their presence.--To lie and watch the colours fade slowly in the
darkening sky, and the stars come out till the whole dark dome was a
never-failing marvel of delight.--Or, on the other shore, to lie and
watch the moonbeams dancing on the sleeping bosom of the sea.--To feel
oneself oneself in the midst of it all--a part of it all--the height
and the width and the immensity and wonder of it all.--To feel his arm
enfolding her, and all that that meant to them both.--To feel the
warmth of life, and all the mighty joy of it, throbbing in her slender
body as he drew her closer.--To know, as he knew, that God lived and
had given her to him, and that she loved him with every fibre of her
being, as he loved her....

Happy?  At times, so full was her heart that she wondered if such
happiness was right for mortals to enjoy, and so, if it could last.

And when she shared that with him, as they shared everything in common,
he reasoned her back to comfort.

"Happiness and health are life's proper conditions," he asserted, with
such hearty conviction that her doubts hid their heads.  "Sorrow and
sickness come of trespass, somehow, somewhere, somewhen, though it is
not always easy to trace them back to first causes.  But, without
doubt, people were meant to be as healthy and happy as it is possible
for them to be."

"But I have known people suffer who, I am sure, never did any
wrong--none, that is, deserving of suffering such as they had.  In
fact," she mused, "it seems to me that the good people suffer most and
the wicked prosper."

"That is as we judge.  But we see only the outsides of things and we
are purblind at best.  Nature has certain laws, and God has certain
laws--though a parson could tell you more about these than I can.  And
if those laws are broken the results have to be borne, and sometimes
they run on and on and fall on innocent people."

"It doesn't seem very fair."

"The laws cannot be altered for individuals or exceptional cases.
Fathers sin and the children suffer.  But the blame is the fathers'."

"Yes," she nodded, and perhaps she was thinking of her own case.

"So you've no need to fear being as happy as you can," he added
quickly.  "God meant you for happiness, and truly, I think we have more
certainty of it here than we might have had elsewhere."

"I am sure of it and I am happy," and she nestled still closer under
his folding arm.

But they had their strenuous working times as well, and enjoyed them
equally.  He developed his new-found capacity for carpentering.  Made
her more chairs and a table, added to the comfort of their house in
many ways.  And she kept it all in perfect order, and attended to the
cooking, and proved herself a most admirable housewife and helpmate.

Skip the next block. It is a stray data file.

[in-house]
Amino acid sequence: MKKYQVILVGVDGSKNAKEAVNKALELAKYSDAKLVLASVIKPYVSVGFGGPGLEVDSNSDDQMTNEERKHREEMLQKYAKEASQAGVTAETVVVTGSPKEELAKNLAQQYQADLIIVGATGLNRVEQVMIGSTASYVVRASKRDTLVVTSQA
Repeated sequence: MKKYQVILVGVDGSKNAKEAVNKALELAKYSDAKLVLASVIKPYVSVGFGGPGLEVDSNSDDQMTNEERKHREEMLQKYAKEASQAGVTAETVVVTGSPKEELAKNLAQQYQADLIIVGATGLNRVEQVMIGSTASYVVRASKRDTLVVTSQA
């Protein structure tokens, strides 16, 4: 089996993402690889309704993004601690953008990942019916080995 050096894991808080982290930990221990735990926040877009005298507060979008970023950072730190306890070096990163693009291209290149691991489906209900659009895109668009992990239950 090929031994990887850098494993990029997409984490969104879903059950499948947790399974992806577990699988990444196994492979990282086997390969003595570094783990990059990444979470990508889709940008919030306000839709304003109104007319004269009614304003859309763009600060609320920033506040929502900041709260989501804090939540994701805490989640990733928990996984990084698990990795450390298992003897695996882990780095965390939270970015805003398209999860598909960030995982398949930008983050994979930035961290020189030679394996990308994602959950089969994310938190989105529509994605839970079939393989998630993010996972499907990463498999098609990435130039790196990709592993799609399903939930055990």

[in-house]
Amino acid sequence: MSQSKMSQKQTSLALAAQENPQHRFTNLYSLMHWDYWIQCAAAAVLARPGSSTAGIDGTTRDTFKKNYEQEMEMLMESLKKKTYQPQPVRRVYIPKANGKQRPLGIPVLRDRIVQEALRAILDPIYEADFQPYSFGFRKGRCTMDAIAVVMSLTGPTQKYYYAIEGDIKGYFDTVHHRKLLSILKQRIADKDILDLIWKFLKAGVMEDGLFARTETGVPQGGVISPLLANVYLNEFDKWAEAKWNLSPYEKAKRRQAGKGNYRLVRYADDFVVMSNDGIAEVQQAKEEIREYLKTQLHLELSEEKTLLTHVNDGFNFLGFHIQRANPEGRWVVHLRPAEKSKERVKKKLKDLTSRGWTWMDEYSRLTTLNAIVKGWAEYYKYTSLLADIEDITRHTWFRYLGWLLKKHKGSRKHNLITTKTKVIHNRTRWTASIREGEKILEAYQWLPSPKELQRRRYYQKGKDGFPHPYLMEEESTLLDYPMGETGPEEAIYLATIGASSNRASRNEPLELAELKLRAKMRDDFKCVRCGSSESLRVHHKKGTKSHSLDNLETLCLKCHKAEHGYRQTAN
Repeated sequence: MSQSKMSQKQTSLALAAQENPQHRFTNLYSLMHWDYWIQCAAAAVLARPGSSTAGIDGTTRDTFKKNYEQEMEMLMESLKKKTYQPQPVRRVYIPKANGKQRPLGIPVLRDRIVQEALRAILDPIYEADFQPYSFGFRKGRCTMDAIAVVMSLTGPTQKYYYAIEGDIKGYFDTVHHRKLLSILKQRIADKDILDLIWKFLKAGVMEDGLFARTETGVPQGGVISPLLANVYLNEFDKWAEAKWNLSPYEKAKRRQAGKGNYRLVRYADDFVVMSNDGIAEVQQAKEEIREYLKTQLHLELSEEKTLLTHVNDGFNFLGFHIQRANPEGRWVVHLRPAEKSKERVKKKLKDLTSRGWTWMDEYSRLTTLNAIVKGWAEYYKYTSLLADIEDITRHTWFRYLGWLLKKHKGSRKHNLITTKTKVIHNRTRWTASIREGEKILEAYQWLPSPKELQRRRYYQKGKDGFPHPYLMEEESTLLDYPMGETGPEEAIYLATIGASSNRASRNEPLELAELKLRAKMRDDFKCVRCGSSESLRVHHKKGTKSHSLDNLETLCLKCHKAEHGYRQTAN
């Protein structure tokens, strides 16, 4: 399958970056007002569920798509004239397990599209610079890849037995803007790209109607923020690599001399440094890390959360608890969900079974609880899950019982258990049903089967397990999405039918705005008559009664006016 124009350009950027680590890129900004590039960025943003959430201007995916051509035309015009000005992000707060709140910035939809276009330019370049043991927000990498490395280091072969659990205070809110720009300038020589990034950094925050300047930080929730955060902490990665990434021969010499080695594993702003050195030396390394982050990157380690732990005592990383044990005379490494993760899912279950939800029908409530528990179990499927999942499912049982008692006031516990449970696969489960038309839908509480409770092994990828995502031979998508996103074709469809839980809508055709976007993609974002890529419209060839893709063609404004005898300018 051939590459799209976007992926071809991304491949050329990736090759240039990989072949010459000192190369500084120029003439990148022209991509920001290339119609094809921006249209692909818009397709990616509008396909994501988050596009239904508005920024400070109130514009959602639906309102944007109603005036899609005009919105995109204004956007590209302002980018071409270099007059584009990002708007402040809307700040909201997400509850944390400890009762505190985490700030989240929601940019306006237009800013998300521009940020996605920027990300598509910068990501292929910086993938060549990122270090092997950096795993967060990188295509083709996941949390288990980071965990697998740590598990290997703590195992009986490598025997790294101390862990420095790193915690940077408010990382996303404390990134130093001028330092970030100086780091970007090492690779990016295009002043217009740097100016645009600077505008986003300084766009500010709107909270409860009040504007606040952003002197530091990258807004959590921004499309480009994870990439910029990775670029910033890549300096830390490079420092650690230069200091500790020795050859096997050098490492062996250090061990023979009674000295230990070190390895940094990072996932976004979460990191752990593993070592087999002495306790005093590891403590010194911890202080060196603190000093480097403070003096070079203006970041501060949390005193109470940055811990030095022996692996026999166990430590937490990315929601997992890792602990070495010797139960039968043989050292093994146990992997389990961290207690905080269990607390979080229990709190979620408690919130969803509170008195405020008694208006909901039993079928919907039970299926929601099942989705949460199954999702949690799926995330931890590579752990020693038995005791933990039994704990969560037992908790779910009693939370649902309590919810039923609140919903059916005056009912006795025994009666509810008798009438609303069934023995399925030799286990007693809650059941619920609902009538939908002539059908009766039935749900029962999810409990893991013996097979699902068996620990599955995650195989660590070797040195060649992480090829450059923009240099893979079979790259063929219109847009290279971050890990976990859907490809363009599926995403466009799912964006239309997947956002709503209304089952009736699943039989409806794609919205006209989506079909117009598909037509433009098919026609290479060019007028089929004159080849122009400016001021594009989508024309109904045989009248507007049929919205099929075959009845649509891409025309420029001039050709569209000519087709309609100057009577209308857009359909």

They were down almost to fundamentals.  Their life--partaking as it did
of the development of the ages, and so of the wider freedom of thought
and feeling, was the life of the ancients and not far from idyllic.

The hunter went forth to the chase--though it was only rabbits--and the
fisherman to the lake, and brought home his spoils to his waiting mate,
and they ate of them and were content.

They enjoyed the most perfect health, and for society they had one
another and desired no more--at all events, no outsiders.

They had storms and mists and spells of dull weather, but their house
was proof against all assault from without, and warm and bright with
their abounding love.  They had fire and light and books and
themselves, and always in time the sun shone out again, and they
enjoyed it the more perhaps for its frequent defaults.

They had their trying times too.  Stores had to be replenished from the
pile, and, after that dreadful experience before they were married, she
would not be left behind.

"I do not care what happens if we are together," she said.  "The worst
that could happen would be nothing compared with that other time," and
he could not gainsay her.

So whenever he had to go she went also, and they chose their day with
care and made a picnic of it, and came home laden with spoils.

Only once they got caught by one of those swift-travelling mists which
seemed to spring from nowhere.  It swept over them just as they were
preparing to leave, and in the twinkling of an eye they were prisoners,
bound clammily to the pile till it should pass.  For in that
close-clinging bank, as thick as wet cotton-wool, all sense of
direction was gone in a moment.  They could not see a foot before them,
the pile was pitted with death-traps, a step might be fatal.

They had both come lightly clad, for the day had been warm and the
wreckage claimed unhampered limbs.

Fortunately they had come upon a case of blankets during their

"Sit you down here," he said, as he felt her shivering under his arm,
"And I'll get you some blankets."

"You won't get yourself lost?" she asked anxiously.

"Not if you will keep calling to me," and he crawled away in search of
the case, while she sat calling, "Wulf ... Wulf ... Wulf," and he
answered her, "Avice ... Avice ... Avice," and at last a shout, "I've
got it."

And presently his muffled "Avice ... Avice ... Avice," drew near again,